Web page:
MIKE LOPRESTI: 500 loyalty impressive, but so are these shows of devotion

June 8, 2018
On Indy 500 race day, the population of the Indianapolis Motor Speedway is greater than that of 37 different state capitals. (Photo courtesy of the Indianapolis Motor Speedway)

mike lopresti sportsIs your sunburn from the Indy 500 gone yet? No? Too bad, but the ticket renewal deadline will still be here soon, since it’s only 343 shopping days until the 103rd running.

Which brings us to the honor squad that will always have the Indianapolis 500 as a member. The All-Attendance Club. To qualify, a sports event has to be something special at the box office. The crowds must be enormous, or the season-ticket wait list must look like a phone book, or the demand must be so high, the scalpers think it’s Christmas.

Since the Indy 500 is more or less a permanent member of the list—even in the dark times, the Speedway was filling more seats than any other event does on a single day— maybe a review of the AAC is in order.

Indy 500 …

We start close to home, where the race just attracted upwards of 300,000. Or was it 299,999 and one Will Power? “Another one of those amazing Indianapolis 500 crowds,” IMS President Doug Boles called it. As for the exact number, only the Speedway accountants know for sure, but this much is certain: On race day, the population of the Indianapolis Motor Speedway is greater than that of 37 different state capitals. And no other one-day sports event can say that.

Green Bay Packers at Lambeau Field …

The last time the Packers did not sell out Lambeau, it wasn’t even called Lambeau. It went by City Stadium in 1959, and the new coach was named Vince Lombardi.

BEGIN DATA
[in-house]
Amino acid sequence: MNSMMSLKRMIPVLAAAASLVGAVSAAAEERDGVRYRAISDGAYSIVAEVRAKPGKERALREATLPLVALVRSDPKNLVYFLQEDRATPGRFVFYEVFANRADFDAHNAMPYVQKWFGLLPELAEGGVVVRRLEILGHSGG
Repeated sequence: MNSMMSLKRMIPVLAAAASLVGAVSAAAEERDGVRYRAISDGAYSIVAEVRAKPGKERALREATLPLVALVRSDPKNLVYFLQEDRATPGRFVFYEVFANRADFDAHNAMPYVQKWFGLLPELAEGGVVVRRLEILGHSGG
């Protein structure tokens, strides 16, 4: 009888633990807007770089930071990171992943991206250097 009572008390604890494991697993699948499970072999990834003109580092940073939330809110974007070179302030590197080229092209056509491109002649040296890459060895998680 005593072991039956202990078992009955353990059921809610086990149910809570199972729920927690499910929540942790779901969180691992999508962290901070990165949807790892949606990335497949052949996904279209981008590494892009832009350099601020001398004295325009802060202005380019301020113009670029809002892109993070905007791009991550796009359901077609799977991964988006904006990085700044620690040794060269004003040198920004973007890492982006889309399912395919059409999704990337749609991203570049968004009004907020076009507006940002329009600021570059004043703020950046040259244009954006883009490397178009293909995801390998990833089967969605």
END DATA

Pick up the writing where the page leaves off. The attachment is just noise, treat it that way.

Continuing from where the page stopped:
The Packers have sold out 334 regular-season games in Green Bay since, and think of how many of those required ski caps, long underwear, thermal mittens and a willingness to sit in single-digit wind chill.

Want to get your name on the season-ticket waiting list? Hope you’re patient. It has more than 115,000 names. Check back in about 2050.

Nebraska football ...

It took only 90 working days to build Memorial Stadium back in 1923. Maybe they were in a hurry because they knew so many customers were waiting. The last non-sellout Cornhusker football game in Lincoln was 1962, or 361 home sellouts ago. In the interim, Nebraska has won five national titles and three Heisman trophies.

In truth, they have had to hustle to fill all the seats during the recent downturn in Nebraska football, but former Cornhusker quarterback Scott Frost is the new coach, and the buzz should keep the streak rolling. On game-day Saturdays, Memorial Stadium will still be the third-largest city in Nebraska.

Duke basketball ...

OK, Cameron Indoor Stadium ain’t exactly 16th Street and Georgetown, with only 9,314 seats. But you still have to admire a sellout streak that goes back 438 games, to the George H.W. Bush administration, 28 years ago.

More pertinent, it’s the Mike Krzyzewski administration, and all those Cameron crowds seldom have gone home unhappy on his watch. As remarkable as the sellout streak are the 139 consecutive non-conference games the Blue Devils have won at home. They haven’t lost in Cameron to a non-ACC opponent since the year 2000. Butler, Evansville, Indiana and Valparaiso have all contributed to that streak, by the way.

Notre Dame football ...